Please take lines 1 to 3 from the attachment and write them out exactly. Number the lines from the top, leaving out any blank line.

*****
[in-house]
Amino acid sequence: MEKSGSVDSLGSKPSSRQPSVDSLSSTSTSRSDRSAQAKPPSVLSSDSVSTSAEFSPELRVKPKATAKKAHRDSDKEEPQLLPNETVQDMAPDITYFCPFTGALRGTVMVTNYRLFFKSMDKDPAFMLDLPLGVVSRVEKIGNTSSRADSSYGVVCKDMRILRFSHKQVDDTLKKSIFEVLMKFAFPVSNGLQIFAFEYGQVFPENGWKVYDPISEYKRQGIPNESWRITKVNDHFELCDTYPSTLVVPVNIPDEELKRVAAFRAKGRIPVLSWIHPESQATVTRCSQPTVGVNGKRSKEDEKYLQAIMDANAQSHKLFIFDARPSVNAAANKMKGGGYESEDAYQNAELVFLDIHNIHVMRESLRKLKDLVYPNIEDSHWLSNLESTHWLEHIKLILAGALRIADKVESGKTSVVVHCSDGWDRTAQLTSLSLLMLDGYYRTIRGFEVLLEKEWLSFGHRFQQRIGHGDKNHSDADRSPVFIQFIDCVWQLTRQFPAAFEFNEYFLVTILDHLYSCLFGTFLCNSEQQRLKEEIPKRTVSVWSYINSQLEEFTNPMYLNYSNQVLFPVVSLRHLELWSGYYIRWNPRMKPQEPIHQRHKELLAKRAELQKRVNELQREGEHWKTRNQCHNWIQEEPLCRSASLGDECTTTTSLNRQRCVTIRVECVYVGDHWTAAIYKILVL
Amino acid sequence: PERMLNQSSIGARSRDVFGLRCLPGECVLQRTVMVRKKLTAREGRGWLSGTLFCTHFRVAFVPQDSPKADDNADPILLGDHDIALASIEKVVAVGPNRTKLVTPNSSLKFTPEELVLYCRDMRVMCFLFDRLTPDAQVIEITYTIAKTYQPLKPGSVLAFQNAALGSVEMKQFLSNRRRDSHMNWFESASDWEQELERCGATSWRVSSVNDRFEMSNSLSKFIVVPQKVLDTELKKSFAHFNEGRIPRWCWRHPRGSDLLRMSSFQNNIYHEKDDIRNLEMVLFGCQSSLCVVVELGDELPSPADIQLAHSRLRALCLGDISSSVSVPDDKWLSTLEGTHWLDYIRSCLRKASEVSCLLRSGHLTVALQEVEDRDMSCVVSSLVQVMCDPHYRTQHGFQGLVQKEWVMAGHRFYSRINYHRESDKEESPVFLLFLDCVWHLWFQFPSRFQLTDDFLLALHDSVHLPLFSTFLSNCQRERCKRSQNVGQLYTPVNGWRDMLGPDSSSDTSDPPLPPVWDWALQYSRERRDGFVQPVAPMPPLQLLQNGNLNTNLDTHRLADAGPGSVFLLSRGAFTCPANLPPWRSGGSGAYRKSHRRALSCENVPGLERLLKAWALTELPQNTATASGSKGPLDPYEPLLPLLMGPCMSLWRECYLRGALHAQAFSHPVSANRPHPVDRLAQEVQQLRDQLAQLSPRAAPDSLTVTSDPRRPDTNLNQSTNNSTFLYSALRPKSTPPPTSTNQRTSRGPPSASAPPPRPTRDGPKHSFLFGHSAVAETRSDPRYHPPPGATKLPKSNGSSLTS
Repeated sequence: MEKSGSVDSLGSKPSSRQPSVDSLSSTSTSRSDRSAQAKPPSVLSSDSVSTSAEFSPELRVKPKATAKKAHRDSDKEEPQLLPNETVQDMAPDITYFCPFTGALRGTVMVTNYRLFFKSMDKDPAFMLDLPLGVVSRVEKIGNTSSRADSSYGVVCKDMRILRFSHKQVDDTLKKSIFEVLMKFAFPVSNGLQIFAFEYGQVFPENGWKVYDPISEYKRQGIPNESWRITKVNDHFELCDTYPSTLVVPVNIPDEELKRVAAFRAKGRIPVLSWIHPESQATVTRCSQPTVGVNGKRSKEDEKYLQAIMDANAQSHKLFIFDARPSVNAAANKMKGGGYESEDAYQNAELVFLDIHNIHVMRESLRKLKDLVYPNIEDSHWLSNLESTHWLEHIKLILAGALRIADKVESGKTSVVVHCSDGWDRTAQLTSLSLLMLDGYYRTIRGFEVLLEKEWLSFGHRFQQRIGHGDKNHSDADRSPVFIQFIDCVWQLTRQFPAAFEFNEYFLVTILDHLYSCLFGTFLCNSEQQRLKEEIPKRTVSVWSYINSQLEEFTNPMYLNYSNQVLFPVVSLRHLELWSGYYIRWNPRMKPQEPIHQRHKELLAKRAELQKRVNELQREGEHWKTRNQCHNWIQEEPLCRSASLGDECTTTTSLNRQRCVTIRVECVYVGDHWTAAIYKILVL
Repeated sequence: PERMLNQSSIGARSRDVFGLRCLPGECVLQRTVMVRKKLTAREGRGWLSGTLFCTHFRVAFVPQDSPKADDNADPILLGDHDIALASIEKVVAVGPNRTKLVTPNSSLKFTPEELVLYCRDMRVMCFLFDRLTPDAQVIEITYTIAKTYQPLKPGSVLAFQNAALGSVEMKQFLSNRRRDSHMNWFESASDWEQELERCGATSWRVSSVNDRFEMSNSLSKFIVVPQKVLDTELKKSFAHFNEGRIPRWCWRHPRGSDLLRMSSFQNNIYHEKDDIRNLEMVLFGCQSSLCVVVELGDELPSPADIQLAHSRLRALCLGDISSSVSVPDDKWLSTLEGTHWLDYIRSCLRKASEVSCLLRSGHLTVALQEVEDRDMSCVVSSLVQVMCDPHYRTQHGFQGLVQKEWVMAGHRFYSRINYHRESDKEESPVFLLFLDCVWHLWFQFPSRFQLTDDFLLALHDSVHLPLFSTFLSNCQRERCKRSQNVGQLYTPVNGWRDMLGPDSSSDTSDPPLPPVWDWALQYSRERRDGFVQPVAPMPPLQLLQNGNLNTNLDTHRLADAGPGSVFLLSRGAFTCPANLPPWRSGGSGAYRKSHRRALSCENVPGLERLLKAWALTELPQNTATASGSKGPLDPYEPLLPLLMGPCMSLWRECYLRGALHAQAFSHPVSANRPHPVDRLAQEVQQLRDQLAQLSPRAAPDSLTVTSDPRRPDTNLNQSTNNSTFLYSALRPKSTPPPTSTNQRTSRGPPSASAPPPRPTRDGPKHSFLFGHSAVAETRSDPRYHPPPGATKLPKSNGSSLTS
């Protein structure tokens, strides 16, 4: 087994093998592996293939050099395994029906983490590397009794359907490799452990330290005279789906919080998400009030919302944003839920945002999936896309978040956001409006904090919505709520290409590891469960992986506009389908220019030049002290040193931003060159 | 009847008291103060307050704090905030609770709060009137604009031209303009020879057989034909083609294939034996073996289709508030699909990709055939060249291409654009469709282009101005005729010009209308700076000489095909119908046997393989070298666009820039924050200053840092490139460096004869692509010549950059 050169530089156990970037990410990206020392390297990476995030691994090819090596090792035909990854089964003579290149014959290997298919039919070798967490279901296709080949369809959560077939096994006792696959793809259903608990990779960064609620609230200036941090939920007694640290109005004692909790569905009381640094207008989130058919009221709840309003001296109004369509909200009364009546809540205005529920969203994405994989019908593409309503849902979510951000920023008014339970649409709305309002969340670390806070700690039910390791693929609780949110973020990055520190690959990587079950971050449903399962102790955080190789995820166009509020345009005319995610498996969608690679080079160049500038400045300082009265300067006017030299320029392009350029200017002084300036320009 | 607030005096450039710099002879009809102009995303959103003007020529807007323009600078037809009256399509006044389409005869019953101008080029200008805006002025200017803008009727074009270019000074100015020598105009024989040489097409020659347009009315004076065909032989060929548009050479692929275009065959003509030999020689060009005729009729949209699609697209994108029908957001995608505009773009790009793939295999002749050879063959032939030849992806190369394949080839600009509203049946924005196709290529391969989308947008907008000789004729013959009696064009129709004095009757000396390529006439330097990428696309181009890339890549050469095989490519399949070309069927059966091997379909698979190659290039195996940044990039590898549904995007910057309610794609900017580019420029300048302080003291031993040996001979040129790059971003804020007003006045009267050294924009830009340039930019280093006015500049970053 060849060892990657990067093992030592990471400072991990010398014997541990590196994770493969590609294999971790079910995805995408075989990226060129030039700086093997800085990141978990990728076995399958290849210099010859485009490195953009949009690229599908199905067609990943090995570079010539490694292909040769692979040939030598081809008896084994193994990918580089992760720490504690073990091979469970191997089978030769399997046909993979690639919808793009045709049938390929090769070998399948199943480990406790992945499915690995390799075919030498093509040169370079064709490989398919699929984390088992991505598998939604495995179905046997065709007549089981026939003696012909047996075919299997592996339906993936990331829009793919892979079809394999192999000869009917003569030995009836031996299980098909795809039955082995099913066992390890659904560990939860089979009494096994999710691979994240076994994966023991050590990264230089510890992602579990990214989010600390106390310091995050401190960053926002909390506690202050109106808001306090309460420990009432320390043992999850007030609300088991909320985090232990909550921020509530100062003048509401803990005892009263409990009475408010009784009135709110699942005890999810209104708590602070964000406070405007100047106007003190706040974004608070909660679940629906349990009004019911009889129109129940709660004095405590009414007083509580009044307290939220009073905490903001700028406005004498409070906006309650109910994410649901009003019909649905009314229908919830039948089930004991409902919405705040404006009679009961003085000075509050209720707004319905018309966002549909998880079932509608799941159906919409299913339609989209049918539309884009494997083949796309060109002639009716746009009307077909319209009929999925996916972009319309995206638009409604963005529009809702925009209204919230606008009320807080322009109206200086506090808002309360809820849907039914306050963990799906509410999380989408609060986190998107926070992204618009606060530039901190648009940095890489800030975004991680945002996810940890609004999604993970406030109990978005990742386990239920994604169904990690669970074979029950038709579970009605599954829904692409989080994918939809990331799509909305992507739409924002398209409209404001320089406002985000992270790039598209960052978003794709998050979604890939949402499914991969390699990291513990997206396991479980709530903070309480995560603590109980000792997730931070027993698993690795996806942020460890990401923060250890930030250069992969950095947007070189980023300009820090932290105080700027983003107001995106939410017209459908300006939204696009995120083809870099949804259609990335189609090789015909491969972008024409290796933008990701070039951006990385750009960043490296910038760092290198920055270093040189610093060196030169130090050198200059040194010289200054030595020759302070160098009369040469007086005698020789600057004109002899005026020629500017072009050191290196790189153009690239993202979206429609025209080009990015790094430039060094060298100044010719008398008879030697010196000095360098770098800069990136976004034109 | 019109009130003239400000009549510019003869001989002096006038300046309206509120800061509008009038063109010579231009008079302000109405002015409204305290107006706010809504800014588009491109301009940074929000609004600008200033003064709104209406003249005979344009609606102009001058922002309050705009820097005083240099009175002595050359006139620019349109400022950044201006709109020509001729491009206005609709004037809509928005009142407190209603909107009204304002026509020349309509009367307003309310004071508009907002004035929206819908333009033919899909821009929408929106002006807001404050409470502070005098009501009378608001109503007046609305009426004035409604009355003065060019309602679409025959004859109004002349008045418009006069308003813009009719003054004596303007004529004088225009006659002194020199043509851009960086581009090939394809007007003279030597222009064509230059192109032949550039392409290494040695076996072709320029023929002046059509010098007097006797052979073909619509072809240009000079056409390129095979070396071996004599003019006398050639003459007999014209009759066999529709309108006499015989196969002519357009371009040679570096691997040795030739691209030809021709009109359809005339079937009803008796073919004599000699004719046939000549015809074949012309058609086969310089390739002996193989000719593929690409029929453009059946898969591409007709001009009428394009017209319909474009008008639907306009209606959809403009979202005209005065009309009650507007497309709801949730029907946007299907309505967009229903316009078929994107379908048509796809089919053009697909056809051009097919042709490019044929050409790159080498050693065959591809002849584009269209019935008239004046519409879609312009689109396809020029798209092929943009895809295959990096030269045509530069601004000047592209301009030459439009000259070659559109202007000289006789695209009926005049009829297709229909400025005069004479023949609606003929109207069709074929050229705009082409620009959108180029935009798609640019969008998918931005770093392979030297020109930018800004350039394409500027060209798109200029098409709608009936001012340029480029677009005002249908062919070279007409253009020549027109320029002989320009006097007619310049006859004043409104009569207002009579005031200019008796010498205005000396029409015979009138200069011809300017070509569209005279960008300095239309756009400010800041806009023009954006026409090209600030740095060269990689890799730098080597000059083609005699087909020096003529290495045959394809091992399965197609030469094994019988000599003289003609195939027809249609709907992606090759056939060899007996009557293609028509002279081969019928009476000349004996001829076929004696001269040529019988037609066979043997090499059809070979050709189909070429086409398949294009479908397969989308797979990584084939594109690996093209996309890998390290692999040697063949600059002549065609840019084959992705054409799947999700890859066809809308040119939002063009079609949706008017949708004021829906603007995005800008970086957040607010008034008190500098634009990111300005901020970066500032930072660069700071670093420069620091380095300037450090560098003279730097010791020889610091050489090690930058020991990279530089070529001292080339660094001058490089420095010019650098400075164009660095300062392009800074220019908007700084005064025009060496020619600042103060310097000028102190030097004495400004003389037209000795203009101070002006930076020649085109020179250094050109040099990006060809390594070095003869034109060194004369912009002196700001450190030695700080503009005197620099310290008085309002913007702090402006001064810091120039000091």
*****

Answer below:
[in-house]
Amino acid sequence: MEKSGSVDSLGSKPSSRQPSVDSLSSTSTSRSDRSAQAKPPSVLSSDSVSTSAEFSPELRVKPKATAKKAHRDSDKEEPQLLPNETVQDMAPDITYFCPFTGALRGTVMVTNYRLFFKSMDKDPAFMLDLPLGVVSRVEKIGNTSSRADSSYGVVCKDMRILRFSHKQVDDTLKKSIFEVLMKFAFPVSNGLQIFAFEYGQVFPENGWKVYDPISEYKRQGIPNESWRITKVNDHFELCDTYPSTLVVPVNIPDEELKRVAAFRAKGRIPVLSWIHPESQATVTRCSQPTVGVNGKRSKEDEKYLQAIMDANAQSHKLFIFDARPSVNAAANKMKGGGYESEDAYQNAELVFLDIHNIHVMRESLRKLKDLVYPNIEDSHWLSNLESTHWLEHIKLILAGALRIADKVESGKTSVVVHCSDGWDRTAQLTSLSLLMLDGYYRTIRGFEVLLEKEWLSFGHRFQQRIGHGDKNHSDADRSPVFIQFIDCVWQLTRQFPAAFEFNEYFLVTILDHLYSCLFGTFLCNSEQQRLKEEIPKRTVSVWSYINSQLEEFTNPMYLNYSNQVLFPVVSLRHLELWSGYYIRWNPRMKPQEPIHQRHKELLAKRAELQKRVNELQREGEHWKTRNQCHNWIQEEPLCRSASLGDECTTTTSLNRQRCVTIRVECVYVGDHWTAAIYKILVL
Amino acid sequence: PERMLNQSSIGARSRDVFGLRCLPGECVLQRTVMVRKKLTAREGRGWLSGTLFCTHFRVAFVPQDSPKADDNADPILLGDHDIALASIEKVVAVGPNRTKLVTPNSSLKFTPEELVLYCRDMRVMCFLFDRLTPDAQVIEITYTIAKTYQPLKPGSVLAFQNAALGSVEMKQFLSNRRRDSHMNWFESASDWEQELERCGATSWRVSSVNDRFEMSNSLSKFIVVPQKVLDTELKKSFAHFNEGRIPRWCWRHPRGSDLLRMSSFQNNIYHEKDDIRNLEMVLFGCQSSLCVVVELGDELPSPADIQLAHSRLRALCLGDISSSVSVPDDKWLSTLEGTHWLDYIRSCLRKASEVSCLLRSGHLTVALQEVEDRDMSCVVSSLVQVMCDPHYRTQHGFQGLVQKEWVMAGHRFYSRINYHRESDKEESPVFLLFLDCVWHLWFQFPSRFQLTDDFLLALHDSVHLPLFSTFLSNCQRERCKRSQNVGQLYTPVNGWRDMLGPDSSSDTSDPPLPPVWDWALQYSRERRDGFVQPVAPMPPLQLLQNGNLNTNLDTHRLADAGPGSVFLLSRGAFTCPANLPPWRSGGSGAYRKSHRRALSCENVPGLERLLKAWALTELPQNTATASGSKGPLDPYEPLLPLLMGPCMSLWRECYLRGALHAQAFSHPVSANRPHPVDRLAQEVQQLRDQLAQLSPRAAPDSLTVTSDPRRPDTNLNQSTNNSTFLYSALRPKSTPPPTSTNQRTSRGPPSASAPPPRPTRDGPKHSFLFGHSAVAETRSDPRYHPPPGATKLPKSNGSSLTS